Posts

Showing posts from December, 2010

The Importance of Travel Agents

Technology is important in today’s travel industry.  Depending on the source market, estimates from the developed world range from 50% to 80% of bookings being made online or at least some element of research being conducted online before the traveler books her trip. 
Technology aside, it is still useful to remember that much of the leisure bookings to the Caribbean are still done by travel agents in North America and Europe.  The southern Caribbean in particular is heavily dependent on the UK market.  We especially benefit from packages sold by Virgin Holidays which is probably the biggest UK tour operator for this part of the Caribbean and it sells most of its Caribbean package holidays through travel agents.
But travel agents themselves are under pressure and they know it.  Traditionally, they ‘owned’ the relationship with customers.  So owners of travel inventory, such as hotels, car hire companies and airlines, knew they had to work with and through travel agents, to ensure that th…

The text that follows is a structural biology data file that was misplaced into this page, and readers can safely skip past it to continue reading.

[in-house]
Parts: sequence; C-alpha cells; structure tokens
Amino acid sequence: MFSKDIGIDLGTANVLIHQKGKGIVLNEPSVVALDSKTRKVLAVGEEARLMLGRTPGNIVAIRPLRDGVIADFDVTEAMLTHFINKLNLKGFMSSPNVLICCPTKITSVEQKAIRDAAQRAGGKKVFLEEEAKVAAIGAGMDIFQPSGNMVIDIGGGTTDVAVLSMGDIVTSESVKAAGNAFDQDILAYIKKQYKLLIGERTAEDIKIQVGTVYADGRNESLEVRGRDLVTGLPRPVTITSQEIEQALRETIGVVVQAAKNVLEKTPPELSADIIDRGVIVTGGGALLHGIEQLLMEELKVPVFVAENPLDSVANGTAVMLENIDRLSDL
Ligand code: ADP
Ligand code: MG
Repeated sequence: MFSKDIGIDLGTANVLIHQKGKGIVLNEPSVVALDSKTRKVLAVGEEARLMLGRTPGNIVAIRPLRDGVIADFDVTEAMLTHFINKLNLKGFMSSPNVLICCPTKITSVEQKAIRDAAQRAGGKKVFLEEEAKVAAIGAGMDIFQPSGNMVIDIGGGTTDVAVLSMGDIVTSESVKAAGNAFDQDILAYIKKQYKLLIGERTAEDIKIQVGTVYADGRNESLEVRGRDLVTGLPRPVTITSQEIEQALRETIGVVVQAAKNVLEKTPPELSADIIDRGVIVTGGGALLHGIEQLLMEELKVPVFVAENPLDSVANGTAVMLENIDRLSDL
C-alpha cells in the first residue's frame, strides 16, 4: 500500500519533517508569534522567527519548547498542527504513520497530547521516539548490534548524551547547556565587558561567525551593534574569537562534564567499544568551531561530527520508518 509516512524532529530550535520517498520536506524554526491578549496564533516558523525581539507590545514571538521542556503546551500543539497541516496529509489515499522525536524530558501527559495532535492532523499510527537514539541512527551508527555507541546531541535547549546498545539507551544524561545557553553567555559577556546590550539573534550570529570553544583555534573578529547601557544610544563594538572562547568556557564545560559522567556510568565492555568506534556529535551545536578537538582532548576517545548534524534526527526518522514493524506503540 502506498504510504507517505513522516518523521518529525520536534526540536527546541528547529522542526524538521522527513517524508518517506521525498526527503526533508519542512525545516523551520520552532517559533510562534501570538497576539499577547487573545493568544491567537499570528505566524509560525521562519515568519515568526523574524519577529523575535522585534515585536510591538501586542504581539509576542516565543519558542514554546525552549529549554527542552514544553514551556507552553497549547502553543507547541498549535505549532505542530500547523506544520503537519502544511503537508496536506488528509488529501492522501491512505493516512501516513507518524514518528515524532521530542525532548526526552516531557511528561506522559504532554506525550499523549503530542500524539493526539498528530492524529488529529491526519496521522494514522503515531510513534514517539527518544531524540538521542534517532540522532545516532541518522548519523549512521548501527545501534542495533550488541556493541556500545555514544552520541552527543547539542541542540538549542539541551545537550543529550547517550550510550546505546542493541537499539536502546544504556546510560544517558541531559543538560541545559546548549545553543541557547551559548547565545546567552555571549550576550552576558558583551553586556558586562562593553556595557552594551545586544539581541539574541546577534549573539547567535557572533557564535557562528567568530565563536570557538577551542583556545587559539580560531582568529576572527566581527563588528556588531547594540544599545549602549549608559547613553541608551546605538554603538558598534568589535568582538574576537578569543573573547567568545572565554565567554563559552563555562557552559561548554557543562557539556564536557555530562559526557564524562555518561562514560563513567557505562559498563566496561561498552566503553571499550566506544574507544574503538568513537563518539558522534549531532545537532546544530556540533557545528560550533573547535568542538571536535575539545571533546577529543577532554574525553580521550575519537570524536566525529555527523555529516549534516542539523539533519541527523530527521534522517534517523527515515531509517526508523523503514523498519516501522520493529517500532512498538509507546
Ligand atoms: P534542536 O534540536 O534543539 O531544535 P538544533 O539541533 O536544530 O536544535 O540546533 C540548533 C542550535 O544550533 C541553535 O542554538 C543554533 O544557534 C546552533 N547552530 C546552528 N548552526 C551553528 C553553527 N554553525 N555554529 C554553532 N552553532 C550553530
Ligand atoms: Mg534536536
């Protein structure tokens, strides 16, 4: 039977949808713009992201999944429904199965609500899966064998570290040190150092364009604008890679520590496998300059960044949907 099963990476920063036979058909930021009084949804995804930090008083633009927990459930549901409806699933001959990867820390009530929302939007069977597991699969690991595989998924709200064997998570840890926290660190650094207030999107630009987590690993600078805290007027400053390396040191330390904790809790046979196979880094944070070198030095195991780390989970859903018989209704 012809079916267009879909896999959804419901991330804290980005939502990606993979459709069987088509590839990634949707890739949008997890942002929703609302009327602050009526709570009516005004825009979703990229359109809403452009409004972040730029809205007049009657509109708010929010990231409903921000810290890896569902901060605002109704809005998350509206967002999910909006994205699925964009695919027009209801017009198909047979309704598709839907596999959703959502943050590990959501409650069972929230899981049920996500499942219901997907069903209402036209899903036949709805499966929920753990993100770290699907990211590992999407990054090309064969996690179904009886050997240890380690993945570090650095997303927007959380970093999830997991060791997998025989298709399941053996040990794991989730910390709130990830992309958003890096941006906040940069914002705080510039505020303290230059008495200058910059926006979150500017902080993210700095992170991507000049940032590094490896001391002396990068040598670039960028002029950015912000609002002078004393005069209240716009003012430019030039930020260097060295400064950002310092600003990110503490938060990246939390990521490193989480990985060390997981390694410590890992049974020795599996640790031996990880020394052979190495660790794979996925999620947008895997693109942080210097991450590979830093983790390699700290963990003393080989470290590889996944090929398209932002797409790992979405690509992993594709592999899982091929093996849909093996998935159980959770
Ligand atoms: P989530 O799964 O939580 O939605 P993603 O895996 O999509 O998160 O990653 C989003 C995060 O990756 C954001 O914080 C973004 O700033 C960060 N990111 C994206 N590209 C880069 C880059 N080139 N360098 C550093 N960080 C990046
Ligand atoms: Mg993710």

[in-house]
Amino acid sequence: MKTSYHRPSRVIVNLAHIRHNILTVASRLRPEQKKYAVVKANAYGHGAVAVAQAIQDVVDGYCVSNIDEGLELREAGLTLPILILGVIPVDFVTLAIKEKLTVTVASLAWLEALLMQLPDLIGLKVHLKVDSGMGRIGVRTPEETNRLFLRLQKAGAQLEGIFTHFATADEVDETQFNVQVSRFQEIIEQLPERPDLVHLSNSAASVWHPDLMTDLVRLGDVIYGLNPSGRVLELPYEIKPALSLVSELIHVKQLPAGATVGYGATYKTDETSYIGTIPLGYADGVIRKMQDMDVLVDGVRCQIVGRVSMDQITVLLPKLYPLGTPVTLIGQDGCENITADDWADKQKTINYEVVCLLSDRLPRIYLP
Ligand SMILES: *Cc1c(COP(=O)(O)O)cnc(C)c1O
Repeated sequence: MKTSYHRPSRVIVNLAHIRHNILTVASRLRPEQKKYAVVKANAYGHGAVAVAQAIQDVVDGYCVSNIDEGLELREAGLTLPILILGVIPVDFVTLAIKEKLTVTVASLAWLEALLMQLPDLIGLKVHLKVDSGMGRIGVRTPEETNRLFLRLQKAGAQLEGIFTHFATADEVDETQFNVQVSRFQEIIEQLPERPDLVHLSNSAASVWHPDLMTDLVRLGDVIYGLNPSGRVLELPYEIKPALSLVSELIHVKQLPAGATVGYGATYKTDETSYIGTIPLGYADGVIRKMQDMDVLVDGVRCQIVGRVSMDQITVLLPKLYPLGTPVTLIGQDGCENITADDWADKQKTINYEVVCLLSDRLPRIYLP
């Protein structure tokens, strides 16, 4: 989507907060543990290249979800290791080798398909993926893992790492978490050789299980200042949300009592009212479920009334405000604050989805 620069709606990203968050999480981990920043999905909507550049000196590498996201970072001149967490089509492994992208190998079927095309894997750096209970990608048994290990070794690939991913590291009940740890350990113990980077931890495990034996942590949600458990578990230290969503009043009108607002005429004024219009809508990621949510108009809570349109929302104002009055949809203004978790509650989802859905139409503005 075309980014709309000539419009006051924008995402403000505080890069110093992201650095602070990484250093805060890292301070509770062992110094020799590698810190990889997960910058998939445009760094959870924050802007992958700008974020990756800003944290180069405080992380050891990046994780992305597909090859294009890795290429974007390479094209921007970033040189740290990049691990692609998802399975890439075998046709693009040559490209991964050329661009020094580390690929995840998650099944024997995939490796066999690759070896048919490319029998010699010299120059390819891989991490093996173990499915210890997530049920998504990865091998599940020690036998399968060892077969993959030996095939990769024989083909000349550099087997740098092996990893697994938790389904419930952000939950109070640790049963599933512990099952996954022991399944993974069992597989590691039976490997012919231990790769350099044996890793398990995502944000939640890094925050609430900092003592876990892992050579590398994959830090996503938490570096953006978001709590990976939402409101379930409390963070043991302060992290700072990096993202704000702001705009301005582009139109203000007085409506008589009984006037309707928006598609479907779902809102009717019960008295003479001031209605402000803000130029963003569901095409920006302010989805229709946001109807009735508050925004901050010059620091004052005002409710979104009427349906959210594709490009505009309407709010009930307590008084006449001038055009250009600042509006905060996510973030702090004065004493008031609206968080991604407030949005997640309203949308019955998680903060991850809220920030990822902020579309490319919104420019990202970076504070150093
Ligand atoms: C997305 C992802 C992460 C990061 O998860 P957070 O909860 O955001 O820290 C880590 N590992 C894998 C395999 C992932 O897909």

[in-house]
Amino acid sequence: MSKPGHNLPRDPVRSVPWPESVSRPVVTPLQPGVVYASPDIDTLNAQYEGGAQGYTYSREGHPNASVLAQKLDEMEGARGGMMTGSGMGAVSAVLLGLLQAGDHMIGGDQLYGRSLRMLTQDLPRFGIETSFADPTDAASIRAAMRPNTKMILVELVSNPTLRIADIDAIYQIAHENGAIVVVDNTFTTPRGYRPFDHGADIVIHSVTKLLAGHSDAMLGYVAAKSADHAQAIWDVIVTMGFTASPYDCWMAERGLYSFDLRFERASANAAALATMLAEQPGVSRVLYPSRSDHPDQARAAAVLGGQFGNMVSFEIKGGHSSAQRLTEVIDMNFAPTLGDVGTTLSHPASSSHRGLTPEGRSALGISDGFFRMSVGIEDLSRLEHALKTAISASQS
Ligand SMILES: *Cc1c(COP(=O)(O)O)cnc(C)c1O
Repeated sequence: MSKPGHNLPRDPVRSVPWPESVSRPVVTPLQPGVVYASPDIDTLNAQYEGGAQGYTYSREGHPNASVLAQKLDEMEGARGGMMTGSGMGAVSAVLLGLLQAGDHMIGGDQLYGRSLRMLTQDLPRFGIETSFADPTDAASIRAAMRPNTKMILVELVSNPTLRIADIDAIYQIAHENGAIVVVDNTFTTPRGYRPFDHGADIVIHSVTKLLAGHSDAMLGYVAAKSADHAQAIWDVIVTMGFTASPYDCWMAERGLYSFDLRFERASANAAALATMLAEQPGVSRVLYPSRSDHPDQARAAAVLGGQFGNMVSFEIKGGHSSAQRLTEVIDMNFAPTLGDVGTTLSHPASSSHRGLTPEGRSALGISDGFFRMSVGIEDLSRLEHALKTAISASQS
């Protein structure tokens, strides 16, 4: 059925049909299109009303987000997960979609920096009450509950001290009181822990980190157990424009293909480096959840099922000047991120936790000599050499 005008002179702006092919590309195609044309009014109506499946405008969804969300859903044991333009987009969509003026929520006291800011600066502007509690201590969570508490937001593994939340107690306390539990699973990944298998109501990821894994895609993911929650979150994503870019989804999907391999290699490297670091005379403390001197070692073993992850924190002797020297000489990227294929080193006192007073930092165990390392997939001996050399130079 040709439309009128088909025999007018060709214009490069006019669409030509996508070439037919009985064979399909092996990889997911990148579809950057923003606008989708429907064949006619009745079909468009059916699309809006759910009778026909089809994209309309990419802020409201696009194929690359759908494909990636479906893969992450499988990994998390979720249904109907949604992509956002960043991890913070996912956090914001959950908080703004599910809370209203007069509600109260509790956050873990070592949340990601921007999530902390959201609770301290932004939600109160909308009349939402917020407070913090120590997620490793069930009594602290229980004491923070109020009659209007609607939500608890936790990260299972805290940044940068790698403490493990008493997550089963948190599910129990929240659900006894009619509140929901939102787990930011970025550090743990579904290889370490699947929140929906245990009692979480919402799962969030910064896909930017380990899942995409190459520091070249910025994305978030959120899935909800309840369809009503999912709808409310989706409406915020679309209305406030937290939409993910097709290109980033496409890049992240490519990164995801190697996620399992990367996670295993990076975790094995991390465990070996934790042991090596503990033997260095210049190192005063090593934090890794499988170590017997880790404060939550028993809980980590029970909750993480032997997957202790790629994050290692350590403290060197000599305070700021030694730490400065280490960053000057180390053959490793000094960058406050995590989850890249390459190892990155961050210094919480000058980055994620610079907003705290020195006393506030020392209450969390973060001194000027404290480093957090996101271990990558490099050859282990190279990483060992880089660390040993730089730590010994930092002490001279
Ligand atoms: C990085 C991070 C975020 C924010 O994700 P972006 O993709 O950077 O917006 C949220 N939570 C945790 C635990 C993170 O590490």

Tourism Outlook for T&T Carnival 2011

Before we talk about 2011, it may be a useful exercise to reflect on 2010.  The Caribbean Tourism Organisation (CTO) recently released provisional 2010 numbers.  Focusing on stay-overs as opposed to cruise visitors (my personal bias I must confess), the numbers confirm what most expected.  Yes, 2010 was a rough year but it was also a ‘mixed’ year for Caribbean tourism.  I say mixed because the numbers show that destinations such as Trinidad and Tobago were down 6% (January to March) but Barbados rebounded and was up 3.8% (January to October), St Lucia was up 15.4% (January to October) and that powerhouse called Jamaica was up 4% (January to August) to 1.4 million visitors. 
It comes as no surprise that the biggest growth was of course, seen in the Spanish Caribbean.  From a tourism point of view, it may be best to call 2010 the ‘return of Cancun’ as they surged ahead 16.5% to 1.4million (January to July).  A great comeback story if ever there was one.  Elsewhere in the Spanish Caribbea…